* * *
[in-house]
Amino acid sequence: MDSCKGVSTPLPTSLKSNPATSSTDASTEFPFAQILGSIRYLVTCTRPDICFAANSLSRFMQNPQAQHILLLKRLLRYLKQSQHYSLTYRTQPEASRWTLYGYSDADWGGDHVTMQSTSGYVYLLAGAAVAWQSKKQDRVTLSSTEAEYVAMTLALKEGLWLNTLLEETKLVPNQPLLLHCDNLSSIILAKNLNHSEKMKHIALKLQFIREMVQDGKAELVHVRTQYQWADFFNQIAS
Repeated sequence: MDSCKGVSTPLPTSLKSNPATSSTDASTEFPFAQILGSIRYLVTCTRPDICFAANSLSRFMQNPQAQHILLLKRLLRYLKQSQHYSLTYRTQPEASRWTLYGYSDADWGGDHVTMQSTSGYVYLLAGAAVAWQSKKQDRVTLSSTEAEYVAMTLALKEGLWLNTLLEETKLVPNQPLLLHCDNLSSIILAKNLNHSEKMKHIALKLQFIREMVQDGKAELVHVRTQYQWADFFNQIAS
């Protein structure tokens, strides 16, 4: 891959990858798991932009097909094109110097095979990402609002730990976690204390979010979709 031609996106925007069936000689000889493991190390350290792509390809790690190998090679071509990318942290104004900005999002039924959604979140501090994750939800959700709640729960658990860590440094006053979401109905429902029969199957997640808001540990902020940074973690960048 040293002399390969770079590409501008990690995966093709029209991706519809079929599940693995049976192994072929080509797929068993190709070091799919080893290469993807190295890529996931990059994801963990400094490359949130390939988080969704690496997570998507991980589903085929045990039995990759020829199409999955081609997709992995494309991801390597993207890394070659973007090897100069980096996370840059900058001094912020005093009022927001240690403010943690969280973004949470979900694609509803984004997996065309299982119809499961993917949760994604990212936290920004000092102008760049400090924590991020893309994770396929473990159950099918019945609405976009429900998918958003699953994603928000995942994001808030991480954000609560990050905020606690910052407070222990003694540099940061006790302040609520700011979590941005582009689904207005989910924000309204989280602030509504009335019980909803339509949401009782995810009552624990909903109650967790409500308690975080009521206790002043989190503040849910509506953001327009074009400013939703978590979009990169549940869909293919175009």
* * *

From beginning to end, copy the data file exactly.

[in-house]
Amino acid sequence: MDSCKGVSTPLPTSLKSNPATSSTDASTEFPFAQILGSIRYLVTCTRPDICFAANSLSRFMQNPQAQHILLLKRLLRYLKQSQHYSLTYRTQPEASRWTLYGYSDADWGGDHVTMQSTSGYVYLLAGAAVAWQSKKQDRVTLSSTEAEYVAMTLALKEGLWLNTLLEETKLVPNQPLLLHCDNLSSIILAKNLNHSEKMKHIALKLQFIREMVQDGKAELVHVRTQYQWADFFNQIAS
Repeated sequence: MDSCKGVSTPLPTSLKSNPATSSTDASTEFPFAQILGSIRYLVTCTRPDICFAANSLSRFMQNPQAQHILLLKRLLRYLKQSQHYSLTYRTQPEASRWTLYGYSDADWGGDHVTMQSTSGYVYLLAGAAVAWQSKKQDRVTLSSTEAEYVAMTLALKEGLWLNTLLEETKLVPNQPLLLHCDNLSSIILAKNLNHSEKMKHIALKLQFIREMVQDGKAELVHVRTQYQWADFFNQIAS
């Protein structure tokens, strides 16, 4: 891959990858798991932009097909094109110097095979990402609002730990976690204390979010979709 031609996106925007069936000689000889493991190390350290792509390809790690190998090679071509990318942290104004900005999002039924959604979140501090994750939800959700709640729960658990860590440094006053979401109905429902029969199957997640808001540990902020940074973690960048 040293002399390969770079590409501008990690995966093709029209991706519809079929599940693995049976192994072929080509797929068993190709070091799919080893290469993807190295890529996931990059994801963990400094490359949130390939988080969704690496997570998507991980589903085929045990039995990759020829199409999955081609997709992995494309991801390597993207890394070659973007090897100069980096996370840059900058001094912020005093009022927001240690403010943690969280973004949470979900694609509803984004997996065309299982119809499961993917949760994604990212936290920004000092102008760049400090924590991020893309994770396929473990159950099918019945609405976009429900998918958003699953994603928000995942994001808030991480954000609560990050905020606690910052407070222990003694540099940061006790302040609520700011979590941005582009689904207005989910924000309204989280602030509504009335019980909803339509949401009782995810009552624990909903109650967790409500308690975080009521206790002043989190503040849910509506953001327009074009400013939703978590979009990169549940869909293919175009």